Site: Kawasaki Heavy Industries
Aerospace Engineering Dept.
1 Kawasaki-chome, Kakamigahara-shi
Gifu Prefecture 504, Japan

Date Visited: December 8, 1992

Report Author: B. Kramer



I. Ahmad
M. Ashizawa
J. DeVault
D. Gill
B. Kramer
X. Spiegel


Mr. Kohmei Kawaji

Sr. Mgr., Aerospace Eng. Dept., Aerospace Group

Mr. Kohki Isozaki

Associate Dir., General Manager of Aerospace Eng.
Div. & Space Systems Div., Aerospace Group

Mr. Motoaki Yanase

Mgr. of MR&D Section, Manufacturing Eng.
Dept., Gifu Aircraft Div.

Mr. Minoru Noda

Mgr. of Materials & Process Engineering Section,
Aerospace Eng. Dept., Aerospace Eng. Div.,
Aerospace Group

Mr. Hirotoshi Nakayama

Mgr. of Structures & Materials Research
Section, Aircraft Research Lab., Gifu Technical Institute

Mr. Hisao Sayanagi

Manager of Structure Eng. Section, Aerospace Eng.
Dept., Aerospace Eng. Div., Aerospace Group


Kawasaki started assembling aircraft in 1923. The company separated from the Kawasaki Dockyard as an independent company in 1937.

The Aerospace Group consists of seven divisions (see Figure KHI.1). The principal composite products manufactured are shown in Figure 1.2 (Chapter 1). KHI's major equipment for composites manufacturing is indicated in Table KHI.1.


KHI has developed a low cost method for manufacturing an -type stringer, using a teflon rod insert and silicone rubber tooling.

There is new technology for producing super-composite bolts (see Figure KHI.2). The unique feature is that the fibers bend into the thread space, vastly increasing shear strength. They have a 4.8:1 specific strength advantage versus high strength steel.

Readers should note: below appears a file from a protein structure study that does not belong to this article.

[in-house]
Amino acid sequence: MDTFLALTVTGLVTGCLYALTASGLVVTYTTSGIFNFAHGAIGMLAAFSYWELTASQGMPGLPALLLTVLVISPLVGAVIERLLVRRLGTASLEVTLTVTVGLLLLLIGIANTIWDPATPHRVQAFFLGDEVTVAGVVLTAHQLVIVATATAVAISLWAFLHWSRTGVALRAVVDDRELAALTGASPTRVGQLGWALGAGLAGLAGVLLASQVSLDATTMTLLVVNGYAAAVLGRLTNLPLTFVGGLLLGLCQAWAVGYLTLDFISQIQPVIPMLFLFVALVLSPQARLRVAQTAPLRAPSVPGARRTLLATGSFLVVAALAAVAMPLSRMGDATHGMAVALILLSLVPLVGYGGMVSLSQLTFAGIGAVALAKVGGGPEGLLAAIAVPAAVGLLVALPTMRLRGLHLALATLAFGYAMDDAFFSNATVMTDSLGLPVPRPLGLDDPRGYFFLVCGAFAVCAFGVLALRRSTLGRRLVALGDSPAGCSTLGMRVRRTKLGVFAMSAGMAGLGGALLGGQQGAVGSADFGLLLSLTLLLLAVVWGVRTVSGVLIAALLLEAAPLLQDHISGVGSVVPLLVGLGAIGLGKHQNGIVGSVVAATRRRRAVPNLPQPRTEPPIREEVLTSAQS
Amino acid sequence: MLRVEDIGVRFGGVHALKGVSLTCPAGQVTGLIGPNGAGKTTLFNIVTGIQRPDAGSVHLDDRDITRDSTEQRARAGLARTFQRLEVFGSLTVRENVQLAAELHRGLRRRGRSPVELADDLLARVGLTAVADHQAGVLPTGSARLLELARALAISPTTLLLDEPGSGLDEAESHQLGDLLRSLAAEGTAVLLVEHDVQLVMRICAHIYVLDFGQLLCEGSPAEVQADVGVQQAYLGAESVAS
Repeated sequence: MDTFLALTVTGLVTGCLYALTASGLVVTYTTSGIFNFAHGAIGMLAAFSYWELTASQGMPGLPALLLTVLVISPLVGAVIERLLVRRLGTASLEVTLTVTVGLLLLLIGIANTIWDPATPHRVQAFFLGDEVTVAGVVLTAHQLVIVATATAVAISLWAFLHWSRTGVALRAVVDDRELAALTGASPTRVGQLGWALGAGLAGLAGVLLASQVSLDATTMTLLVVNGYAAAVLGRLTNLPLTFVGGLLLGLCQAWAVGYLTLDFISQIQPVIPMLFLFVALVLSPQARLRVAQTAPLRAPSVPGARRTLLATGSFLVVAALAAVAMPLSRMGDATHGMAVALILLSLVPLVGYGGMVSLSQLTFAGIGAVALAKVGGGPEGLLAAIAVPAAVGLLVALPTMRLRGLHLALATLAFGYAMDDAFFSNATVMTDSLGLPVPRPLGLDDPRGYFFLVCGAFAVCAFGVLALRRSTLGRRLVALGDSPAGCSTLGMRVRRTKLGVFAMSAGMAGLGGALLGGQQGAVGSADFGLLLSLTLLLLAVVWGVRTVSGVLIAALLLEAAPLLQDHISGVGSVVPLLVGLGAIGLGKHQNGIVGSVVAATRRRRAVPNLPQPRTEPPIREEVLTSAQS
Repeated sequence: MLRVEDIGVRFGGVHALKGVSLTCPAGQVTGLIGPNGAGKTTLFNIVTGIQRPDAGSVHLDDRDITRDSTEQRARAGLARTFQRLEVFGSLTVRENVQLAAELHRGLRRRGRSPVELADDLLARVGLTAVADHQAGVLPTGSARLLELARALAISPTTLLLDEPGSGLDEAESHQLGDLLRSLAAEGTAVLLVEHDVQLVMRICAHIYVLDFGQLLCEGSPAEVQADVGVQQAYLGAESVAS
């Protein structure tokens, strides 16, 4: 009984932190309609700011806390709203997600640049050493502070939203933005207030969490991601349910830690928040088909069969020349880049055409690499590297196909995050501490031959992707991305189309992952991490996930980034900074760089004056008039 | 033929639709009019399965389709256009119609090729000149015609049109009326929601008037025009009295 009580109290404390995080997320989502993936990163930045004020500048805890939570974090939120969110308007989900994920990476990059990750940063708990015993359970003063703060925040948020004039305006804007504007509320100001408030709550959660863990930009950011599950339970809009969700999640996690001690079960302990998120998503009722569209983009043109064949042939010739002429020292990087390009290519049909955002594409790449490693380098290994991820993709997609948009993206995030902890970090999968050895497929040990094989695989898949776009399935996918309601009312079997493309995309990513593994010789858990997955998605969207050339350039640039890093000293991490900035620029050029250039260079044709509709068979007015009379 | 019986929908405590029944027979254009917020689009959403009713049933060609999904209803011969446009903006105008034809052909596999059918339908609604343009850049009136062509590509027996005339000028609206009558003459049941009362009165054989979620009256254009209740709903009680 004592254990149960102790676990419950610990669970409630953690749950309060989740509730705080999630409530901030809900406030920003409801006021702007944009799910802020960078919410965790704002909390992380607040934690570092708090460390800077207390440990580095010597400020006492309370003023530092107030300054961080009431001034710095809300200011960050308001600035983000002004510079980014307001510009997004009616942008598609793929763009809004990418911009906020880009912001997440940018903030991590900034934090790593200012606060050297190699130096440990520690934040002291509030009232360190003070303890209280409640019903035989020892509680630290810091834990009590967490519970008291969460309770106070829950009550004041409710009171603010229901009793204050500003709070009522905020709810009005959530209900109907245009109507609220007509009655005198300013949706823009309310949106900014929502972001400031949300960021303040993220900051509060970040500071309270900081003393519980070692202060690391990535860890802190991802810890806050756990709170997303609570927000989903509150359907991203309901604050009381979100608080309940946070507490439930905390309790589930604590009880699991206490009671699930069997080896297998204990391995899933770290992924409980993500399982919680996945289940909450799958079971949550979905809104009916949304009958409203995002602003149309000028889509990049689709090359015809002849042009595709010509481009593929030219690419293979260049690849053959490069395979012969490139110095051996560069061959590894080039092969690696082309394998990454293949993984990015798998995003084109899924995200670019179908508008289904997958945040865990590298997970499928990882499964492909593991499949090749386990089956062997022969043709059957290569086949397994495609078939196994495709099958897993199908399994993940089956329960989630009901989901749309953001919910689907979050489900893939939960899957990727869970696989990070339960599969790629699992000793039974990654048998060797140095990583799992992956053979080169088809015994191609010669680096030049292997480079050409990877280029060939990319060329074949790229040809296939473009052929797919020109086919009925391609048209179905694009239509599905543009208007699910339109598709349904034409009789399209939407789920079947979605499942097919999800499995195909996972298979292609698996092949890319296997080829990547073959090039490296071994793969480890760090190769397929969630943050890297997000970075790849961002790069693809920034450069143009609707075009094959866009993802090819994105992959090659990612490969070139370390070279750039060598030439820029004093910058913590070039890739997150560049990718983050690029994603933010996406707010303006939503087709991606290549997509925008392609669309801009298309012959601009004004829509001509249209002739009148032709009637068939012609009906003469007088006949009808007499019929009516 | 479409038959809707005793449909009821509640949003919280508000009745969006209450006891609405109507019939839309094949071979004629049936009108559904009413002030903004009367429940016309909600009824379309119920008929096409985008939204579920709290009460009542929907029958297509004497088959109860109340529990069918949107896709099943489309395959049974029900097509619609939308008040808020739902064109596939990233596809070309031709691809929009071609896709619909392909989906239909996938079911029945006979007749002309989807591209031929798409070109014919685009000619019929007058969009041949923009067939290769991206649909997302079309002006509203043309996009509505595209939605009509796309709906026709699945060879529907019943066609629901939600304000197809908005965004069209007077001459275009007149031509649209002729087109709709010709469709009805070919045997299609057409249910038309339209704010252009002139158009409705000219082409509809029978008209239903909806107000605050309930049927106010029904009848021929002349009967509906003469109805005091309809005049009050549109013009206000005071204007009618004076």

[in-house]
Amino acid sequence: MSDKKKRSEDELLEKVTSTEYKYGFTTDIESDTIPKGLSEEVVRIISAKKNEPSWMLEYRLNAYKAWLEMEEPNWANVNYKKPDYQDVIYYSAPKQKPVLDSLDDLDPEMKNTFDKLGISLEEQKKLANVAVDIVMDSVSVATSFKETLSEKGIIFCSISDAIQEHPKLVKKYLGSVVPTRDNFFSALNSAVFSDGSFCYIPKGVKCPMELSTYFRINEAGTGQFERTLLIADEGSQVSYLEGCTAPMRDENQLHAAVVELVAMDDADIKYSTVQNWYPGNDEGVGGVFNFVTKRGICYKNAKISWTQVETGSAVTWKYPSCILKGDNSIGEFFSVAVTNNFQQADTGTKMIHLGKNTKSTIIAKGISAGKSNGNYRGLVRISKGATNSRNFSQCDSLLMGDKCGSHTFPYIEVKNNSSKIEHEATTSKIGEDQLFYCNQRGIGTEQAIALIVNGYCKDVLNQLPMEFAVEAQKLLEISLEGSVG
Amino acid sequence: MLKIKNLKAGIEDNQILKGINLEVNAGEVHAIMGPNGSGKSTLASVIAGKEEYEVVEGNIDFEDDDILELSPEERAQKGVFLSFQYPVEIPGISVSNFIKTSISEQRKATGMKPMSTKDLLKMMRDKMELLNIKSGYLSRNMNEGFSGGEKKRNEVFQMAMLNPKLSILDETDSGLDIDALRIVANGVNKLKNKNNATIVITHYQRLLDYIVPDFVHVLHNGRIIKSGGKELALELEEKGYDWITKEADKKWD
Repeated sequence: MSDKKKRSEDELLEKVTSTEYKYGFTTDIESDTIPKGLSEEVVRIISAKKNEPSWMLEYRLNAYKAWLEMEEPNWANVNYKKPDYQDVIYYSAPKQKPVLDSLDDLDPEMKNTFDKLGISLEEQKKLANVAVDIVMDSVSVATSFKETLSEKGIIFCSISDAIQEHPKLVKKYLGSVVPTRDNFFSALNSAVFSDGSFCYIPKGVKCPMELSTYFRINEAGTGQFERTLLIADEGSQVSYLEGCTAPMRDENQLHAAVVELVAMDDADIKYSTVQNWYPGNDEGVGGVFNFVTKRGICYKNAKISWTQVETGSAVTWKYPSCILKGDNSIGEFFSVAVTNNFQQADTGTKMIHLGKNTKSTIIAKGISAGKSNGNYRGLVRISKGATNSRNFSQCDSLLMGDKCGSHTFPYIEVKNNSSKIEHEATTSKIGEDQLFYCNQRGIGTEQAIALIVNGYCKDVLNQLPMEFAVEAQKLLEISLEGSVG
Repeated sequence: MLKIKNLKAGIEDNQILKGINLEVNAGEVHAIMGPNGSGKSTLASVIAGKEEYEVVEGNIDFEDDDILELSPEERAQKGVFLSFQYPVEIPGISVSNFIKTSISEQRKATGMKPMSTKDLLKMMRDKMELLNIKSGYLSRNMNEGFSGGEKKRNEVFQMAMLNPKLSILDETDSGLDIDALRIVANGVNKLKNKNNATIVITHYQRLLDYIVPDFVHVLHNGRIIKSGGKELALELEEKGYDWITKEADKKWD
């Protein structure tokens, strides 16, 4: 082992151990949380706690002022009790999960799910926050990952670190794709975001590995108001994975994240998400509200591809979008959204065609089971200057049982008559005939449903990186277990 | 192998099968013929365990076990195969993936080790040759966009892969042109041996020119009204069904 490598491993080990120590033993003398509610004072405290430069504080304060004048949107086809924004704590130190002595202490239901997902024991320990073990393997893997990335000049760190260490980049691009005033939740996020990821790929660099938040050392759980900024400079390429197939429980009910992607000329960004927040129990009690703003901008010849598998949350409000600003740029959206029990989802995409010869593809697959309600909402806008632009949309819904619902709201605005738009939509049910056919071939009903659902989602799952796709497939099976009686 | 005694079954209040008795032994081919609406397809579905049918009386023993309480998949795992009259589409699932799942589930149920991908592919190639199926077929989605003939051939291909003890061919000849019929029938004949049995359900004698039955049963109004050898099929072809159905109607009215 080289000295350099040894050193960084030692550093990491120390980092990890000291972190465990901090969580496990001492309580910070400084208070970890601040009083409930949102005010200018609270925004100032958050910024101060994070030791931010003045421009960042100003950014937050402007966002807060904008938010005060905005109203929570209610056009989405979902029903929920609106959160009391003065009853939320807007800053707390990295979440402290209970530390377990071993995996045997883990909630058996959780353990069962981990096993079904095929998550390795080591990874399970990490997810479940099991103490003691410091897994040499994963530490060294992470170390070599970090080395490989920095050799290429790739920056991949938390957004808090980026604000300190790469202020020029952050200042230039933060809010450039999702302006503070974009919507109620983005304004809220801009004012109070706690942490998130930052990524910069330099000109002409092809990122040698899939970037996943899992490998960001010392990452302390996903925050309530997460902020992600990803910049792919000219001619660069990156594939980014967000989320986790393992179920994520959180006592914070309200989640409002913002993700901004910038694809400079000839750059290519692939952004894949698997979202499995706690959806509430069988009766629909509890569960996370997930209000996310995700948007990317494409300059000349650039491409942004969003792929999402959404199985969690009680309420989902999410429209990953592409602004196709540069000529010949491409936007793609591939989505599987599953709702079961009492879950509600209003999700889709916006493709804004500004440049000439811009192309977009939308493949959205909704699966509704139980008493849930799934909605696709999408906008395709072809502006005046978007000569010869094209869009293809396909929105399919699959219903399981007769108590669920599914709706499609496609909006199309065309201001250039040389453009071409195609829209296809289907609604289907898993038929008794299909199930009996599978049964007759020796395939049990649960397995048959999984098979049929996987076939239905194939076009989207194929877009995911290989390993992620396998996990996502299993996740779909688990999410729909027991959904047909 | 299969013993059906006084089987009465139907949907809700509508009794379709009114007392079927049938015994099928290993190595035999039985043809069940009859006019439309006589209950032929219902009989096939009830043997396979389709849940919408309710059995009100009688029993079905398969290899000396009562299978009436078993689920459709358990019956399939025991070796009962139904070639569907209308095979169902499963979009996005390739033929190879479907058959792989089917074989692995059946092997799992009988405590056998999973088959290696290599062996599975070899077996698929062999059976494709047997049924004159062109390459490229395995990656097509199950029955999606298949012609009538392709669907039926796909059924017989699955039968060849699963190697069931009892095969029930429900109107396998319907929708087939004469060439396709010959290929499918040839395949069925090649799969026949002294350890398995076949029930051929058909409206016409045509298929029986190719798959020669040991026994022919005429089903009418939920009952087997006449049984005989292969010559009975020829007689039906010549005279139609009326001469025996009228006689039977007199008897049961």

KHI has developed technology for producing sine wave stiffeners using a low CTE, cast steel tool on the outside and silicone rubber on the inside.


Our KHI hosts preferred not to rate their company relative to others due to a lack of information. They felt that composites raw material costs should be reduced by about 50%, and indicated that they tried to get structures business from the U.S. and Europe, but that their quotes were too high.

When the JTEC team observed that KHI's parts were highly integrated by co-cure; our hosts agreed, but added that they needed excellent craftsmanship to get good yield.

The team noted three items of particular interest:

  1. The use of integral tool heating in the high temperature (450C), high pressure (20 kg/cm(2)) autoclave
  2. The use of integral tool cooling (air and water) in the autoclave
  3. The -stiffener manufacturing process

The emphasis on new process development was on tough resins and high temperature resins.

Figure KHI.1. Organization Chart (Courtesy of Kawasaki Heavy Industries, Ltd.)

Table KHI.1
KHI Facilities for Composite Products

Figure KHI.2. Super Composite Bolt -- expected for future use in the sea, ground, air, space and so on.
KHI expects great activity in all fields.


Kawasaki Heavy Industries Ltd., Aerospace Group. 1991. "Advanced Material Products in the Aerospace Field" (brochure). Japan.

------. 1992. "KHI's Capability for Composite Structure" (viewgraph).

Kawasaki Heavy Industries, Ltd. 1992. "Gifu Works" Cat. No. 5V0071 (brochure). Japan.

Published: April 1994; WTEC Hyper-Librarian